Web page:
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Define Theism and atheism

The definitions of theism and atheism should both be very clear. Yet at times because of the heat of debate in which theism and atheism are discussed the real meaning of each becomes blurred. Dictionaries are often considered the arbiters of definition, though reaching for a dictionary should be a last resort. Dictionaries are not definers of words. Dictionaries list words and how they are used in common speech. As a philosopher it is quite legitimate to define ones own terms provided one is clear that is what you are doing. If a philosopher defines a term to have a specific meaning then the dictionaries definition is irrelevant. Should a philosophers use of a term become standard then it will be the dictionary that adapts to the new usage. It is not the public who adapt to a dictionary definition, rather the dictionary changes to how words are used.

Theism can be a difficult word to define because theists themselves have so many different ideas of what their theism entails. Not only are there three primary theist religions, there are a number of sub groups within each religion further diluting any notion of there being a clear and distinct definition.

Atheism is easy to define. Atheism is the belief that theism is false. But as that definition rests on our understanding of what theism entails we are back to the problem of seeking a clear definition of theism. So for the purpose of this blog I shall make clear precisely how I define the concept of theism and by default how atheism then becomes defined.

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Verification and Falsification

The process of science is undertaken through two similar but distinct paths; verification and falsification. The two, though different, have more similarities than they have differences. Verification and falsification are based on two strands of knowing something; these are empirical data and rationality.

Empirical knowledge is basically that knowledge which is presented to our senses. Direct empirical knowledge is generally considered reliable and so is a route to knowledge. If I can report that there is a white thing in front of me that appears to have the characteristics of a wall, then it is reasonable to assume that I am standing in front of a wall.
Taking a step away from this direct knowledge does lead us away from certainty. For example, if I was to claim that yesterday I had a wall experience then I am adding another category of explanation to my wall experience, that of memory. A remembered experience is not as reliable as a current experience. But a current sensory experience is one of the best and most reliable chunks of knowledge that we can have.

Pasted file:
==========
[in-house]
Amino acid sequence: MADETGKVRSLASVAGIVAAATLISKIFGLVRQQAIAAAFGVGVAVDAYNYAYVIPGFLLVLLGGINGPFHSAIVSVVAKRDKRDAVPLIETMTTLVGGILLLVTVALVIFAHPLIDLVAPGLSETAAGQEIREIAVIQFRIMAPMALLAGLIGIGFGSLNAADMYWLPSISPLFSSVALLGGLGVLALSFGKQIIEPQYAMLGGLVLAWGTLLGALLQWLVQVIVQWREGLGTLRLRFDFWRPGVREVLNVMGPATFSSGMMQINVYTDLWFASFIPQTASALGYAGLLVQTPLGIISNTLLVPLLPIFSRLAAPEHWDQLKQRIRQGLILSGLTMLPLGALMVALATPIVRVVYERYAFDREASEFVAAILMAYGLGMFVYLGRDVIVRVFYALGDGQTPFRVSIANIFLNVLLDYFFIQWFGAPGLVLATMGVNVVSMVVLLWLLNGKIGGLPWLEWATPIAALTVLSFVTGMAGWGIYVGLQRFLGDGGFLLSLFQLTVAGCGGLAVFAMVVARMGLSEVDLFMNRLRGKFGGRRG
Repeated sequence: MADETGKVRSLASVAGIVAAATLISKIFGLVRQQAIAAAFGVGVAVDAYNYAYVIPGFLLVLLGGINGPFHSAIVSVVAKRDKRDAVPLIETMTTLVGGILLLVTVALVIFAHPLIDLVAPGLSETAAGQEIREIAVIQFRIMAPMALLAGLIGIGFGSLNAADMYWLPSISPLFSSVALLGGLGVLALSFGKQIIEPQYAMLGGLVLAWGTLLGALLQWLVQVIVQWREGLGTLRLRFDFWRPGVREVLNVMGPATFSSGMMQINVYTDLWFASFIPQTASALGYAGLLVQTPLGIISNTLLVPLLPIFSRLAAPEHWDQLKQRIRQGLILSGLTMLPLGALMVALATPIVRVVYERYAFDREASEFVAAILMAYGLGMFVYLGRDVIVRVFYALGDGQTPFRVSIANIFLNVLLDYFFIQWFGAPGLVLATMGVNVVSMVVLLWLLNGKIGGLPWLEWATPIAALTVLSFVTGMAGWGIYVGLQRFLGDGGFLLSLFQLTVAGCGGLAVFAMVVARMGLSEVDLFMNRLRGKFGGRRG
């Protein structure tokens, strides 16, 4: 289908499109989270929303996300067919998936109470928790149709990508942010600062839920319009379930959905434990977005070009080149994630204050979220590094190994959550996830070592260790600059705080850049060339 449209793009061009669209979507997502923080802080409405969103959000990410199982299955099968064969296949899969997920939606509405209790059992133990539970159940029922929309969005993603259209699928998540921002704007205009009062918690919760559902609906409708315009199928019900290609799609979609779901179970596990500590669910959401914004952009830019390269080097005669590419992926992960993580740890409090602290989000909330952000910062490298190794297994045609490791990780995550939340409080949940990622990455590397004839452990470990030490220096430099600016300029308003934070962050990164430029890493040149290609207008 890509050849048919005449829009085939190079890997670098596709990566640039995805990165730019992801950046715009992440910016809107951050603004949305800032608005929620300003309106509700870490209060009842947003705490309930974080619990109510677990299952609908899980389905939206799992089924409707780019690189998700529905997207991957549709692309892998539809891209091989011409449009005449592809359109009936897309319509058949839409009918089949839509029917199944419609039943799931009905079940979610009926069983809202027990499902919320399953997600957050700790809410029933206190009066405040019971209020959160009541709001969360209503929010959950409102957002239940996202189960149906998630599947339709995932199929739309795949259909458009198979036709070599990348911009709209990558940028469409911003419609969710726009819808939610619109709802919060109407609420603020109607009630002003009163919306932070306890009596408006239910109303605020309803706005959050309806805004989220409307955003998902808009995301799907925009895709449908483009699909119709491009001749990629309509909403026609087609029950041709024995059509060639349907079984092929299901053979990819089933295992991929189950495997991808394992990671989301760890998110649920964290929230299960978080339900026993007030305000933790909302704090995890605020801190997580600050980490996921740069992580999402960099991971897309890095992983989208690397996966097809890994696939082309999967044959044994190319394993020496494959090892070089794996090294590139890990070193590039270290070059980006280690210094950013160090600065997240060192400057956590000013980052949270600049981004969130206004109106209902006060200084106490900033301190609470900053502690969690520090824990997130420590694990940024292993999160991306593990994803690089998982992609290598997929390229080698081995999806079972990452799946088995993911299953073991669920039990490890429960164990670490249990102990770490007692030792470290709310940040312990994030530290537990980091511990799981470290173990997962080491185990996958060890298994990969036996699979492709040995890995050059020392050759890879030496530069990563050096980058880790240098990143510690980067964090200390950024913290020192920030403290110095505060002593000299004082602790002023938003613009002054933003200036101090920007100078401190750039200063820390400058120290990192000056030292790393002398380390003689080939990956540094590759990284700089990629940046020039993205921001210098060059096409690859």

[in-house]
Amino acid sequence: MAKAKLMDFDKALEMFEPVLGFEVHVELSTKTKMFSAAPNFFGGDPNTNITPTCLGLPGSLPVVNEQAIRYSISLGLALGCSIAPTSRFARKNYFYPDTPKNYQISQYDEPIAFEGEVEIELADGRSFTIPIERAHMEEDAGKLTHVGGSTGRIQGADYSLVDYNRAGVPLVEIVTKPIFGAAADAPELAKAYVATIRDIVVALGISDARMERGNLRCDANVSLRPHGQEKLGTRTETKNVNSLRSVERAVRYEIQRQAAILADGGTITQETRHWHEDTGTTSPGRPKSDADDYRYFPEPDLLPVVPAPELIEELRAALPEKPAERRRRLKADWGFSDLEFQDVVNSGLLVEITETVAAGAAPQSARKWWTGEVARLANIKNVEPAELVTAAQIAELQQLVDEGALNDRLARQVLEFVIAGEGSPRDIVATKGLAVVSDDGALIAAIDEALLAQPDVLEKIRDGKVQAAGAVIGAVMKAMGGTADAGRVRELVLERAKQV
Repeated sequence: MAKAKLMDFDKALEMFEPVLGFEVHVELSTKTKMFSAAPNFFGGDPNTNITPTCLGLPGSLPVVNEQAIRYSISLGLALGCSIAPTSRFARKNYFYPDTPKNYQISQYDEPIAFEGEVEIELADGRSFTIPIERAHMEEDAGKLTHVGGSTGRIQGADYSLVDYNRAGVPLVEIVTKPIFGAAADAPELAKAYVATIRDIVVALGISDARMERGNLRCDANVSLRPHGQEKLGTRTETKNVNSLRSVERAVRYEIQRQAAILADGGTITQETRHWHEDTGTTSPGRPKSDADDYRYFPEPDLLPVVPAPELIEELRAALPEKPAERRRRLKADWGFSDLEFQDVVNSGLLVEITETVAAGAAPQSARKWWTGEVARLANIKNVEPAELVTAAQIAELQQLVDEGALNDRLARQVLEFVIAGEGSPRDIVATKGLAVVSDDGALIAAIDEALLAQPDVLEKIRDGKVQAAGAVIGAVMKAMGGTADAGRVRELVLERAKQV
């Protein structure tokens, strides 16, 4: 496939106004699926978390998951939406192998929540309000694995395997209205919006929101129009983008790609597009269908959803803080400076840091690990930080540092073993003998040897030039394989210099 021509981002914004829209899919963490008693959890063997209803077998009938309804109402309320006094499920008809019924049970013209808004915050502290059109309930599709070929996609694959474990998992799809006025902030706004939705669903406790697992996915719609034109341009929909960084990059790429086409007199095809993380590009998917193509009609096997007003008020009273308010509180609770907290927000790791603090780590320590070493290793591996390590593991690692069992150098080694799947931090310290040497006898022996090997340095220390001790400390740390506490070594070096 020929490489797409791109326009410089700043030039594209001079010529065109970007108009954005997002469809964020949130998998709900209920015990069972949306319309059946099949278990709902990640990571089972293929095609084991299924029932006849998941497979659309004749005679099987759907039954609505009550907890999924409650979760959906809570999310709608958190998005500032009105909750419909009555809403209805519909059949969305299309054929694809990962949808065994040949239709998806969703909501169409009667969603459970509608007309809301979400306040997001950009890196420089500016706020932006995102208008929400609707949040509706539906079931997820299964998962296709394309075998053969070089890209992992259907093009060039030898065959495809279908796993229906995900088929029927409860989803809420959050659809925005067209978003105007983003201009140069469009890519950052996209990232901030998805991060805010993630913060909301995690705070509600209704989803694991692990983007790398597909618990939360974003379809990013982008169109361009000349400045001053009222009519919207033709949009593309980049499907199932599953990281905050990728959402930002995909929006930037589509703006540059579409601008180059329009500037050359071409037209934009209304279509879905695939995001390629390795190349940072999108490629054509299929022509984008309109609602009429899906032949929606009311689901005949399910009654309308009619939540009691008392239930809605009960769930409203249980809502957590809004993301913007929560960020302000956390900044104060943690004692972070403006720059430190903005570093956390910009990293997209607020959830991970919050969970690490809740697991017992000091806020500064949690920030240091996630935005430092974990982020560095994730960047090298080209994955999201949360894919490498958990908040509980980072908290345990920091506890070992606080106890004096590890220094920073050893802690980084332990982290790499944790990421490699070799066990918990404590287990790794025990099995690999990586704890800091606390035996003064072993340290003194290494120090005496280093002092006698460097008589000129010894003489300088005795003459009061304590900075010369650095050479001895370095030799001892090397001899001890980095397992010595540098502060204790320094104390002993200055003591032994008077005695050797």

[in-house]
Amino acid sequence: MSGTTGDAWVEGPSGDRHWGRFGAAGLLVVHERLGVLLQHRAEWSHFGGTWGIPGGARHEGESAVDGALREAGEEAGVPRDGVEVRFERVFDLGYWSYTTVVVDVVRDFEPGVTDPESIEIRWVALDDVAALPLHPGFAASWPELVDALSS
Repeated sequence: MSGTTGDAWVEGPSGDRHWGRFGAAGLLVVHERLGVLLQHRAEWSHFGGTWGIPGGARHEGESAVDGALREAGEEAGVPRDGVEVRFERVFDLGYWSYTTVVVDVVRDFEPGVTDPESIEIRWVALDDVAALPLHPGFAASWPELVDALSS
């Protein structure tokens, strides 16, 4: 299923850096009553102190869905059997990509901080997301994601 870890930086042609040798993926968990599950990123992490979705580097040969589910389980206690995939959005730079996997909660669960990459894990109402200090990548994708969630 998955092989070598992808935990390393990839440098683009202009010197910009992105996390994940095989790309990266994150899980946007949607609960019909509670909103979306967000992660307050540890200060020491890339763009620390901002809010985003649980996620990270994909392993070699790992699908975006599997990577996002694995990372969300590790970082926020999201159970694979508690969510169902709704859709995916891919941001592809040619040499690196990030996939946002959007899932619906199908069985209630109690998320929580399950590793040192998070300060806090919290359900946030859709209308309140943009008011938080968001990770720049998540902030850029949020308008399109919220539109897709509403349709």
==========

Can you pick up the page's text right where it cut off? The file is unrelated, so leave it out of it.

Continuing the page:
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I have been working on two posts over the last couple of days. The first to be posted I have decided to place on The Rational God website as a more permanent fixture of what the book discusses. It is an analogical discussion which is fairly tight and should give you a better idea of the books content. The title is “The Structure of Nature: The Nature of Structure.”

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Physics and God

It is often claimed that physics and God are attempts at explaining the same thing. That thing is the universe. The four big questions of existence are: “Why are the laws of nature what they are? Why does the universe consist of the things it does? How did those things arise? How did the universe achieve its organization?” Physics and God are both used as methods to answer these four questions.

In my previous post I touched on the issue of pre-Christian beliefs and made the point that Pagans were very disposed to truth seeking. The Ancient Greeks left behind a massive volume of literature which is still relevant today. The two most notable writers of the period Aristotle and Plato are essential reading for anybody who seeks to probe the ultimate questions. Yet with the coming of Christianity they were cast aside and ignored. Though modern science sprouted out of Christian Europe, we could mount an argument that it was due to the legacy of the Greeks and despite Christian philosophy that enlightenment came. Christianity waged war against the Paganism it replaced, and it dragged its feet (and still does) against the scientific thinking that has all but replaced Christianity. Pagan philosophy and science both seek to discover the truth in a way that Christianity does not.